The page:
I remember moving into my first apartment my second year in college with no cooking skills. I grew up eating a lot of frozen meals and my family always had a love for pizza and 89 cent tacos on Taco Tuesday. This apartment was the first time I’d have to buy groceries for myself. Unfortunately I ended up only ever getting frozen food because I thought it was cheaper and easier than anything fresh.
In Montana, crops don’t grow. It’ll set on fire in the summer and be a ball of ice in the winter. I tried to grow my own strawberries one year and they got as big as a toenail before the deer ate them all. “Fresh produce is expensive” I told myself and had heard from others, so I avoided it completely.
Or so I thought.
It wasn’t until I moved to Germany where I learned to cook. Granted, their food is cheaper than anyone else, but seeing how easy cooking is I started to wonder how I could afford to not cook in college. A lot of us think it’s cheaper and easier to get a fast food burger meal for $8 rather than go to the store to buy all the ingredients for the same meal, get home, put it all away, and then have to actually cook it. It’s not.
I’m going to show just how much cheap and (kinda) healthy food I was able to buy at a grocery store, vs slightly more expensive choices at another. Keep in mind I’m in Australia right now, currently $1 US dollar = 1.36 Australian dollars. I’ll also show how much it costs to recreate the $8 burger meal.
The total bill for this came out to be $33.43 AUD ($24.56 USD). Yeah, Germany I know it would have been like 5 cents.
Your first step – Make a list
It can be daunting, but you should begin memorizing prices of food you buy often by price/weight. Most stores list the price of an item, and below it how much it is per kilo/pound. Basically (from countries I lived in at least), pre-made items will be the most expensive, meat next, after that is dairy, then fresh produce plus grains, beans, and legumes, and finally canned food.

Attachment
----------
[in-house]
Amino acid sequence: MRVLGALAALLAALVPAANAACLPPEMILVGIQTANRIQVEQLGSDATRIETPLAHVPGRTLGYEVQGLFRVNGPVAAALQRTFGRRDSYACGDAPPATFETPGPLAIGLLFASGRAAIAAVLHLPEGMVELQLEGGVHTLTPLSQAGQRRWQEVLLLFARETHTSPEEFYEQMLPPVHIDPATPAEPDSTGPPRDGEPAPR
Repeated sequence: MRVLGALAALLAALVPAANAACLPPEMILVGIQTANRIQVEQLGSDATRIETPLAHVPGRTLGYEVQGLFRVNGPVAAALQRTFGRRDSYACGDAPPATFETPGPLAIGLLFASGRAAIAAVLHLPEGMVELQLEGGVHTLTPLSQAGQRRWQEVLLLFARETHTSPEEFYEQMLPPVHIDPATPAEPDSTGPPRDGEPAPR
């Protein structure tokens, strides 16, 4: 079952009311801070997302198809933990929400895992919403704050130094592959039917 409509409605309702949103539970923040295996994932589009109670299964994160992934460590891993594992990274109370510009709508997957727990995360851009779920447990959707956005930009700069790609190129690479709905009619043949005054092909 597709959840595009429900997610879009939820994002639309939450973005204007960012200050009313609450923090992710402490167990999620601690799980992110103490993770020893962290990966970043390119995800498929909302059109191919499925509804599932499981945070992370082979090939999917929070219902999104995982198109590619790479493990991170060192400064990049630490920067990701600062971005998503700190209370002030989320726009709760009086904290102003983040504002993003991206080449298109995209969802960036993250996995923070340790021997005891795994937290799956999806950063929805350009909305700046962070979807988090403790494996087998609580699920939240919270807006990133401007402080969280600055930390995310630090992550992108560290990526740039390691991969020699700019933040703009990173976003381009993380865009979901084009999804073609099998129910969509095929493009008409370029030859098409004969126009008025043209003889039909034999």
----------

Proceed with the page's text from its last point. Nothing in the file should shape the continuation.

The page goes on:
Example list – In Australia:
- Pre-made meals: $16+/kilo
- Spices are all different but $22/kilo is normal
- Ground beef, chicken breast: $8/kilo; Turkey $11/kilo; Sausage $4.75/kilo;
- Butter, cheese $6/kilo; Milk $1/kilo; Yogurt $4.50/kilo; eggs $4.50/kilo
- Carrots, apples, oranges, frozen vegetables, potatoes, anything impossible to be out of season, $2/kilo; Broccoli, zucchini, bell peppers, things that are babies with seasons hover around $5/kilo
- Beans, oats, rice all around $2/kilo
- Canned tomatoes $1.50/kilo; Canned tuna $4.50/kilo; Canned beans $2/kilo
This is a really good outline of things you should always have in your cupboard, cabinet, fridge, freezer, closet, drawers, whatever
Here’s $42.79 worth of food from Costco. Not much. That ugly plastic bag with the dog is 2.3 kilos of lean ground beef but divided into 500g sized amounts. It was the most expensive thing here at almost $20. Pie is a necessity though. Always.
Buying in bulk
Always a good idea. The yogurt we buy from costco is 1/2 the price anywhere else. Rice in bulk is never a bad idea and you’ll have a sack for cats to play in when it’s gone.
You may think this should come first, but I found it easier once I got a feel about the prices of food. Do it first if you want. If you’re some rebellious emo kid you can never do it because you’re some rebellious emo kid. Get a notebook and track your spending. One week of tracking will let you know what you can spend on groceries. I’ll show you a picture of my budget book. We got paid way, way, way, way, way more than normal for 2 weeks of work so we spent $150 on groceries which will last 2 weeks at least. Our grocery goal is $50-75 per week for two people.
We have 3 categories: grocery, gas, and entertainment (I write ent. bc I’m lazy). I don’t include bills because they always change. We had $150 for groceries, but spent $156.79. Also we spent $25 eating Costco hot dogs & pizza all week to celebrate lol. Oops. Also the nutella was to replace someone else’s because we haven’t had it in a long time and ate it all. ALSO the blog thing isn’t money, I just like to spend time on here 🙂 .